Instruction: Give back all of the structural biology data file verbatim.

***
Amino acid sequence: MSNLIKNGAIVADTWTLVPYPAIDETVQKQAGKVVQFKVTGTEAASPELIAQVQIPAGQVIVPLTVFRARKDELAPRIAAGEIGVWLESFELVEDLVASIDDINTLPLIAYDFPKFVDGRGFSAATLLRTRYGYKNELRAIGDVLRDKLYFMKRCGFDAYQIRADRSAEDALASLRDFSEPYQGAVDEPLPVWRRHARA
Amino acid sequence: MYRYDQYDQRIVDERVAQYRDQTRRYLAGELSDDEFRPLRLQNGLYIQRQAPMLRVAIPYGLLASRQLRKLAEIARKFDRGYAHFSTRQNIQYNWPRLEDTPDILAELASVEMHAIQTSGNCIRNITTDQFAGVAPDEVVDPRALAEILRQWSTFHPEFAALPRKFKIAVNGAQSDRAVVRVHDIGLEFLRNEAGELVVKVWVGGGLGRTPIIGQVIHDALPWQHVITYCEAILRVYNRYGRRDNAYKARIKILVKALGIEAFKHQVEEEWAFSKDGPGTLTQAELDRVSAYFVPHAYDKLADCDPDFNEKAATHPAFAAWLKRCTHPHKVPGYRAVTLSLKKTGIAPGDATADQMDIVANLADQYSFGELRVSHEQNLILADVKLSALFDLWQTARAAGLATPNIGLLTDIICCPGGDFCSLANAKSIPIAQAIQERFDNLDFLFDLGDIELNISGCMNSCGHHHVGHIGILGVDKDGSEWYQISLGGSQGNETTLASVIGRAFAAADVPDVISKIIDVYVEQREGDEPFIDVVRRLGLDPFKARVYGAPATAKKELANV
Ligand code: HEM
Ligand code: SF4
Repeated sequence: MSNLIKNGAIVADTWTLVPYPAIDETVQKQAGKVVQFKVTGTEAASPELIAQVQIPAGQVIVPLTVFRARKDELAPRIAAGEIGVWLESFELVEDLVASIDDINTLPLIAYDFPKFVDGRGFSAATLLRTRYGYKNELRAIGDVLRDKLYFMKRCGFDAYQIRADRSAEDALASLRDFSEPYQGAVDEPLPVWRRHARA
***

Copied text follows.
Amino acid sequence: MSNLIKNGAIVADTWTLVPYPAIDETVQKQAGKVVQFKVTGTEAASPELIAQVQIPAGQVIVPLTVFRARKDELAPRIAAGEIGVWLESFELVEDLVASIDDINTLPLIAYDFPKFVDGRGFSAATLLRTRYGYKNELRAIGDVLRDKLYFMKRCGFDAYQIRADRSAEDALASLRDFSEPYQGAVDEPLPVWRRHARA
Amino acid sequence: MYRYDQYDQRIVDERVAQYRDQTRRYLAGELSDDEFRPLRLQNGLYIQRQAPMLRVAIPYGLLASRQLRKLAEIARKFDRGYAHFSTRQNIQYNWPRLEDTPDILAELASVEMHAIQTSGNCIRNITTDQFAGVAPDEVVDPRALAEILRQWSTFHPEFAALPRKFKIAVNGAQSDRAVVRVHDIGLEFLRNEAGELVVKVWVGGGLGRTPIIGQVIHDALPWQHVITYCEAILRVYNRYGRRDNAYKARIKILVKALGIEAFKHQVEEEWAFSKDGPGTLTQAELDRVSAYFVPHAYDKLADCDPDFNEKAATHPAFAAWLKRCTHPHKVPGYRAVTLSLKKTGIAPGDATADQMDIVANLADQYSFGELRVSHEQNLILADVKLSALFDLWQTARAAGLATPNIGLLTDIICCPGGDFCSLANAKSIPIAQAIQERFDNLDFLFDLGDIELNISGCMNSCGHHHVGHIGILGVDKDGSEWYQISLGGSQGNETTLASVIGRAFAAADVPDVISKIIDVYVEQREGDEPFIDVVRRLGLDPFKARVYGAPATAKKELANV
Ligand code: HEM
Ligand code: SF4
Repeated sequence: MSNLIKNGAIVADTWTLVPYPAIDETVQKQAGKVVQFKVTGTEAASPELIAQVQIPAGQVIVPLTVFRARKDELAPRIAAGEIGVWLESFELVEDLVASIDDINTLPLIAYDFPKFVDGRGFSAATLLRTRYGYKNELRAIGDVLRDKLYFMKRCGFDAYQIRADRSAEDALASLRDFSEPYQGAVDEPLPVWRRHARA